Good Books about Paris for a Wintry (Covid) Hibernation

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Good Books about Paris for a Wintry (Covid) Hibernation
Well, we’re not confined again, exactly. But many of us are choosing (wisely, or because we have to) to stay home a bit more than we usually do while the latest version of Covid makes its rounds. So, what to do with all those extra hours spent inside over the next few weeks? Seems like an excellent time to read some big, fat books about Paris, doesn’t it? Here is my short list of recommended hefty-but-fascinating reads. (There’s a longer list of some of my favorite books, both long and short, about Paris here.) Find them at your favorite local independent bookstore, like the Red Wheelbarrow in Paris. Fiction All the Light We Cannot See (Anthony Doerr) The Pulitzer Prize committee called this book “an imaginative and intricate novel inspired by the horrors of World War II and written in short, elegant chapters that explore human nature and the contradictory power of technology.” I agree, but I would add it is about so much more. It is about human strength and weakness; the beauty of music and the earth; the power of storytelling; and the ability of love to if not conquer all, at least provide some solace in a world too often gone mad. “Transformative” is a word often used to describe the experience of reading this book. The prose is surpassingly beautiful, and the insights into human life are profound. This is a book that bears rereading, so if you’ve already read it, you might want to read it again. The Parisian The Parisian (Isabella Hammad) This novel is the story of a young man, a Palestinian, who is sent by his father to study medicine in France at the beginning of the First World War. He spends a few years in France, years that are for him liberating and transformative; then he returns to Palestine. But the impact of his time in France never leaves him. This is one of only two books I’ve ever read that made me want to begin reading again immediately as soon as I reached the end of the book: it’s that good, that rich, that worth rereading. I also learned a lot about the 20th century history of Palestine and Syria that I wanted to know through reading this book. (Many of us really need to know more about this history.) Three Hours in Paris (Cara Black) This is a great choice for someone who is the mood for a thriller set in World War II; or a novel featuring a strong, independent, and very capable woman: or both. The story is built upon the historical fact that Adolf Hitler came to Paris only once, and when he did, he only stayed for three hours. Black was so intrigued by this odd fact that she built her story of an American sharpshooting woman who is sent by British intelligence to attempt to assassinate him. The writing is sharp, the plot spellbinding, and the characters are rich and full. Black has surpassed herself in this, her most recent novel.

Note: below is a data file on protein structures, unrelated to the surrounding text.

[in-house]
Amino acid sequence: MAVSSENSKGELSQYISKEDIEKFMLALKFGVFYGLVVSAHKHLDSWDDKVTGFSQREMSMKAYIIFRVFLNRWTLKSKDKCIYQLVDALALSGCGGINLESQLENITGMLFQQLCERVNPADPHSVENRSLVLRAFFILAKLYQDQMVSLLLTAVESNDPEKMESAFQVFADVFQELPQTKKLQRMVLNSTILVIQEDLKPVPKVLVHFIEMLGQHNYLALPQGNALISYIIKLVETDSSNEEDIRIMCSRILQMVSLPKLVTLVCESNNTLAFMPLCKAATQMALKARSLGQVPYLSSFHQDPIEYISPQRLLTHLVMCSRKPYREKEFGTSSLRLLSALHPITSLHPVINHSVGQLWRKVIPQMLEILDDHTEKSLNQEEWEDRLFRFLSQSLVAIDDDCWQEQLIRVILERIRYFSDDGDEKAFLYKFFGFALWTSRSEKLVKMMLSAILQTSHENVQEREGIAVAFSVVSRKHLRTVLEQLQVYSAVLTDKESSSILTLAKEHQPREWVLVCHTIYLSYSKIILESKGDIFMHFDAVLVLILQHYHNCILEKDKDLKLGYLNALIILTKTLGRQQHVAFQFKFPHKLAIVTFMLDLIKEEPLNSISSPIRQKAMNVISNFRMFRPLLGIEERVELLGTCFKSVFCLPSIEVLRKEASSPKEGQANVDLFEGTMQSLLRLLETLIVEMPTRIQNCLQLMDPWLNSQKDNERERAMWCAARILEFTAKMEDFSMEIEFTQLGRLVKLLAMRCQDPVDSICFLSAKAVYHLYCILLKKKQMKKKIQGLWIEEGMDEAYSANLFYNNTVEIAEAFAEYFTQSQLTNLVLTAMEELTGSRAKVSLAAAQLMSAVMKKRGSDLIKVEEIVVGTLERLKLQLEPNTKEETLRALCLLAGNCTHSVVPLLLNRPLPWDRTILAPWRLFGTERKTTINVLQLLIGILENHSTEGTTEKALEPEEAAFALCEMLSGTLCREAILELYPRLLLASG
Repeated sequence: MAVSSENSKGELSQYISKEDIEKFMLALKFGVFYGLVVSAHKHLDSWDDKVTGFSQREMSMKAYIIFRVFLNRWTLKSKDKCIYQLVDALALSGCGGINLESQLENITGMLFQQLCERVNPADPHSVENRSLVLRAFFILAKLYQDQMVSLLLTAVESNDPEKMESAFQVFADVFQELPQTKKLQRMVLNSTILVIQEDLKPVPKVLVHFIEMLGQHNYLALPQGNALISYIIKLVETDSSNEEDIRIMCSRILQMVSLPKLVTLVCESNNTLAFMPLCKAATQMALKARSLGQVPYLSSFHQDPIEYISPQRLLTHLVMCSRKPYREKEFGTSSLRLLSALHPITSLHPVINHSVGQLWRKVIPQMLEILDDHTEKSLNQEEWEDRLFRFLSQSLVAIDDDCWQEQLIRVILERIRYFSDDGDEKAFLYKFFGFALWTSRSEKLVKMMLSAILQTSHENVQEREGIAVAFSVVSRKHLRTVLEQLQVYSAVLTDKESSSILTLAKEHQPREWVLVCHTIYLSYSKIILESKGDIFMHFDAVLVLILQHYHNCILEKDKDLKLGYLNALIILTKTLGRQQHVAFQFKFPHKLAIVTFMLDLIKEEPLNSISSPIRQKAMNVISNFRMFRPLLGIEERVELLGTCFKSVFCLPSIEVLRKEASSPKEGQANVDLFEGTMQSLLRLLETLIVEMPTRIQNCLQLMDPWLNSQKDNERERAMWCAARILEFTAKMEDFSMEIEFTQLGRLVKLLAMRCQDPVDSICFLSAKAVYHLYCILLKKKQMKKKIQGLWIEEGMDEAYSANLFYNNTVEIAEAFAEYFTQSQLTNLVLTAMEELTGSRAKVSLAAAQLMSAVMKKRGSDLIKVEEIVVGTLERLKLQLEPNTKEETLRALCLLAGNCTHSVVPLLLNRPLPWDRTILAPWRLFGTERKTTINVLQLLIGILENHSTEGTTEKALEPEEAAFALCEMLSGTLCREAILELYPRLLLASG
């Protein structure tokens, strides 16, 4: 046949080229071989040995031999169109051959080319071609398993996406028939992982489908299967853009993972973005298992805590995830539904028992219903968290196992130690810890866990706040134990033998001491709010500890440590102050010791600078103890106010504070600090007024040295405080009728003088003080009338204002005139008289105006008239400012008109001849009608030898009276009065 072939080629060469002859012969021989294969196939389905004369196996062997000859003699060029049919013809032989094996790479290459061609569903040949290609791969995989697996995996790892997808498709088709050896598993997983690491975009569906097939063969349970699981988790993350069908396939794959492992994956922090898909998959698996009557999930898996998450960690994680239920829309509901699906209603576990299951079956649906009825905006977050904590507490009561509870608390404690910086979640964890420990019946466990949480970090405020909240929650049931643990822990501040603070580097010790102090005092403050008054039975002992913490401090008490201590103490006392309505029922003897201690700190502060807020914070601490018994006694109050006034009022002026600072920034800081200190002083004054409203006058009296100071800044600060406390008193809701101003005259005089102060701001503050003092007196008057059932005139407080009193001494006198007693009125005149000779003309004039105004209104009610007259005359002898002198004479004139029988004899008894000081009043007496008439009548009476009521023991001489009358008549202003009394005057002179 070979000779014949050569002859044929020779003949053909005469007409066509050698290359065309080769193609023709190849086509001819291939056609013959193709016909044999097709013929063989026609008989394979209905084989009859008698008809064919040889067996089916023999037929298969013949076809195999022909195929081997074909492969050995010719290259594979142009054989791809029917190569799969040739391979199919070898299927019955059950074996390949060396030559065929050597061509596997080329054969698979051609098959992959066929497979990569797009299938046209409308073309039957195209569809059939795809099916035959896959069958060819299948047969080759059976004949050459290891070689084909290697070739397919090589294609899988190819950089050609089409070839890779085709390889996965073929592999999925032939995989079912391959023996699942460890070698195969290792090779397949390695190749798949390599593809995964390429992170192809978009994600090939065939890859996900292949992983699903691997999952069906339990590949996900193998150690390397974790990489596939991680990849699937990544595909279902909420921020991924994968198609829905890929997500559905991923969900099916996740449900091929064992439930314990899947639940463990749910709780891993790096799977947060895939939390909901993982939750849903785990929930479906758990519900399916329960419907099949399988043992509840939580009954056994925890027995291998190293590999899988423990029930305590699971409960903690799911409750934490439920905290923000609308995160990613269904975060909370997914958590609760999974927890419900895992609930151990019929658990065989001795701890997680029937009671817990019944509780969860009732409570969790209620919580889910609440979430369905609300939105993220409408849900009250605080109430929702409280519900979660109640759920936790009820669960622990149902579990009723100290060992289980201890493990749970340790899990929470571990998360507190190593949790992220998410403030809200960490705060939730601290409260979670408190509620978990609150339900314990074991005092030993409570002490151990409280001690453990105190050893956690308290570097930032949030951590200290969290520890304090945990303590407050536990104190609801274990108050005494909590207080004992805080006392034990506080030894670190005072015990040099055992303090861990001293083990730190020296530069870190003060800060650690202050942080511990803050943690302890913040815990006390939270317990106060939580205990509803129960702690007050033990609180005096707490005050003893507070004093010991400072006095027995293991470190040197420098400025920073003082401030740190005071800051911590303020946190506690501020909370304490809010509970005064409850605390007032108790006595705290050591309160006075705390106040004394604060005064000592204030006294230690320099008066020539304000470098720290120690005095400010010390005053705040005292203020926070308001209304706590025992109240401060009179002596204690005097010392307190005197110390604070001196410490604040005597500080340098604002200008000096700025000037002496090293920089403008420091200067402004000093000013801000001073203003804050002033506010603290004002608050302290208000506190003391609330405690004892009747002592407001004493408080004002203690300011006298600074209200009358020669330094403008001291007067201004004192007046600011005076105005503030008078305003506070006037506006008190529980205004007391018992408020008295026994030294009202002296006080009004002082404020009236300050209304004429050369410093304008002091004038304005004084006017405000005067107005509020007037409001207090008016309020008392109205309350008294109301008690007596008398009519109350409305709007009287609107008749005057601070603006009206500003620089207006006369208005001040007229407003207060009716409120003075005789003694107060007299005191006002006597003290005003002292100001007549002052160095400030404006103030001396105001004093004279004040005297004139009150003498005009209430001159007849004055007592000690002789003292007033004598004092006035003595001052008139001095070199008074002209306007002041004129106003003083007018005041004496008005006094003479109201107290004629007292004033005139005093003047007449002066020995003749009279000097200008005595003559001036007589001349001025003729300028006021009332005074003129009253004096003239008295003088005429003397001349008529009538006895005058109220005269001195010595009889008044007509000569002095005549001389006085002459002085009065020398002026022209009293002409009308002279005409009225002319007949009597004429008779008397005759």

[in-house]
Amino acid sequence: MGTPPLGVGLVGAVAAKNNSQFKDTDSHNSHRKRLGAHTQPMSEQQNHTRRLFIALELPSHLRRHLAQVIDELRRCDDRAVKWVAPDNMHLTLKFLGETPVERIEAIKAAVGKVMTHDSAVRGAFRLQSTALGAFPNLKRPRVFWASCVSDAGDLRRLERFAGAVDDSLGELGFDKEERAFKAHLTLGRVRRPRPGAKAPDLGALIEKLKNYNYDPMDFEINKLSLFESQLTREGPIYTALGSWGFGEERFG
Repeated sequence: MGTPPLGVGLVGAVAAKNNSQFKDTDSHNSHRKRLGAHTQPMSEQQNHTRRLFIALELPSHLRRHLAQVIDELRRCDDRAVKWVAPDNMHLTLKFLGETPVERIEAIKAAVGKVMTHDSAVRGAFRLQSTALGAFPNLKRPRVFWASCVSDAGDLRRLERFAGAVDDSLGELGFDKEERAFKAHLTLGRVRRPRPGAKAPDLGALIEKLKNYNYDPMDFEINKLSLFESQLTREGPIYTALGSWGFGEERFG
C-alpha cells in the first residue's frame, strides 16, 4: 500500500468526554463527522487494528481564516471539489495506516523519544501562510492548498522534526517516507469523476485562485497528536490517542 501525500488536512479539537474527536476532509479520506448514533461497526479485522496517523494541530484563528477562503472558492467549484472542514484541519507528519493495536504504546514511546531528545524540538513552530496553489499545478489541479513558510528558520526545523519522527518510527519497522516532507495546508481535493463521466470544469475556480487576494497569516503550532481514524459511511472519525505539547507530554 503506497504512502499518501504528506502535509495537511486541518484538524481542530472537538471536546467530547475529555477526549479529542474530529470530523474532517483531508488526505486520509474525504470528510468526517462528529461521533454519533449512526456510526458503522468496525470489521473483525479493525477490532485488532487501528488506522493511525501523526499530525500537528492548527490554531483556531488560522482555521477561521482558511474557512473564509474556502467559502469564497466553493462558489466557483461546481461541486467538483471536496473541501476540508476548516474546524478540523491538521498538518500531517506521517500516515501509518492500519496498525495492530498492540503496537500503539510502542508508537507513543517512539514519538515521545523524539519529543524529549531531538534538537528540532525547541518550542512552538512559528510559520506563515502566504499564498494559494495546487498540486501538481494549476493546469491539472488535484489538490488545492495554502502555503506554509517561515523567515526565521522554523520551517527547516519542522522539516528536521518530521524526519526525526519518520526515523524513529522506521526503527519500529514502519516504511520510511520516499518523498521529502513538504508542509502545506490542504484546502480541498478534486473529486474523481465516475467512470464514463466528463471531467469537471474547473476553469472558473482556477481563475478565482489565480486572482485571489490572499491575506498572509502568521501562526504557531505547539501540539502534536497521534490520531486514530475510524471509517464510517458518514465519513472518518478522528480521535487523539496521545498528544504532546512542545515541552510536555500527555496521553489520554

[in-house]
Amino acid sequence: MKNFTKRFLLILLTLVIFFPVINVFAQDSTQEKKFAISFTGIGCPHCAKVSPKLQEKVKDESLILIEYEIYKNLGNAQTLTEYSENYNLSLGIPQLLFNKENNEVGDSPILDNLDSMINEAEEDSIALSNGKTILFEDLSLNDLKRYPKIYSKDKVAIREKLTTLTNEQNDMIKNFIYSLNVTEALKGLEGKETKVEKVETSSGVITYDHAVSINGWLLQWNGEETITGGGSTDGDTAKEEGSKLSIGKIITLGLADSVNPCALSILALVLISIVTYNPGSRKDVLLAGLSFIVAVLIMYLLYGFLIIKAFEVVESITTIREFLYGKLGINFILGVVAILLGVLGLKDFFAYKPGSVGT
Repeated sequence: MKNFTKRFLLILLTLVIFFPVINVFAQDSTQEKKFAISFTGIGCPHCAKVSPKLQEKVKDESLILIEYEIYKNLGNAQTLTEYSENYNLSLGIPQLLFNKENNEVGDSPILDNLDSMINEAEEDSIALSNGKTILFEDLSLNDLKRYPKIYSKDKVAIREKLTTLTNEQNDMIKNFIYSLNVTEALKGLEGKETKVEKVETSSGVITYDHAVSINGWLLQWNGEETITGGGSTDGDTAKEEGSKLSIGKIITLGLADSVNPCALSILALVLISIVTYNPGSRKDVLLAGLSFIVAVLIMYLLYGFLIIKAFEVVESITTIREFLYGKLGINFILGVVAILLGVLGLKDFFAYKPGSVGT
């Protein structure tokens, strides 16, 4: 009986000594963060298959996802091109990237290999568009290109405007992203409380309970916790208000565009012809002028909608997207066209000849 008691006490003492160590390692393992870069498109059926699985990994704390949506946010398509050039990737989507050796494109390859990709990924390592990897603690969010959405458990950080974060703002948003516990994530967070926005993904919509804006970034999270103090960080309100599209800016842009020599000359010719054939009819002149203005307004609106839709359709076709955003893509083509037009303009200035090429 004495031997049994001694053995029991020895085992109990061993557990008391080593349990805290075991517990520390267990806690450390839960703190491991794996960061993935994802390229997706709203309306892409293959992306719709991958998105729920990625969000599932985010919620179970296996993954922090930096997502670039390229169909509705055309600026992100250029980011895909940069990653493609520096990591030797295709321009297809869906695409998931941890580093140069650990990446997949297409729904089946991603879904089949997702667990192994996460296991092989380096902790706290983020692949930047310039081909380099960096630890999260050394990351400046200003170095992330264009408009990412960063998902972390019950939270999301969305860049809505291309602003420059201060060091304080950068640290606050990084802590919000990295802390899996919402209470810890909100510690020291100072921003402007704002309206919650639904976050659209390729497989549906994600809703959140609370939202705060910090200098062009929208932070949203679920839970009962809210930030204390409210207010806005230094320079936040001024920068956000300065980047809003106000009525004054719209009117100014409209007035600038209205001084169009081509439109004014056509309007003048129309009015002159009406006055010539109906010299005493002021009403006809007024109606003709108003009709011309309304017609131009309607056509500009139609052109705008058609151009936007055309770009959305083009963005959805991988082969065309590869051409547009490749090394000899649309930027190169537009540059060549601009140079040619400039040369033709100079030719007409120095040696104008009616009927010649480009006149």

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Lead photo credit : Woman reading by window © Kelly Sikkema, Unsplash

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Janet Hulstrand is a freelance writer, editor and teacher who divides her time between France and the U.S. She is the author of "Demystifying the French: How to Love Them, and Make Them Love You," and she writes frequently on France for a variety of publications, including her blog, Writing from the Heart, Reading for the Road. She teaches “Paris: A Literary Adventure” for the education abroad program of Queens College of the City University of New York; classes at Politics & Prose bookstore in Washington D.C.; and Writing from the Heart workshop/retreats in Essoyes, a beautiful little village in the Champagne region (l’Aube).